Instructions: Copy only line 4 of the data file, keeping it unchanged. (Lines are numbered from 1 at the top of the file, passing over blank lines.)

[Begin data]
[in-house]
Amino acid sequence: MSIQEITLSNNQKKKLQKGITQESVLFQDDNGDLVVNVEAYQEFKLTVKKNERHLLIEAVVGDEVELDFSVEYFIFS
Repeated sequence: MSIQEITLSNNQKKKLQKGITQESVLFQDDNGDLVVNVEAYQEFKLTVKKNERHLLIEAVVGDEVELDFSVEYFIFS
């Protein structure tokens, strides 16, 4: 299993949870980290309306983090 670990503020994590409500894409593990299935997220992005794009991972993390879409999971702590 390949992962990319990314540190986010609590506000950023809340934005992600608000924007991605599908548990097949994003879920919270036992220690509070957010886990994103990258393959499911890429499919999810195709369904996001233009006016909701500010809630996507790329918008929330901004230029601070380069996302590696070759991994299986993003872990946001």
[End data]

């Protein structure tokens, strides 16, 4: 299993949870980290309306983090 670990503020994590409500894409593990299935997220992005794009991972993390879409999971702590 390949992962990319990314540190986010609590506000950023809340934005992600608000924007991605599908548990097949994003879920919270036992220690509070957010886990994103990258393959499911890429499919999810195709369904996001233009006016909701500010809630996507790329918008929330901004230029601070380069996302590696070759991994299986993003872990946001």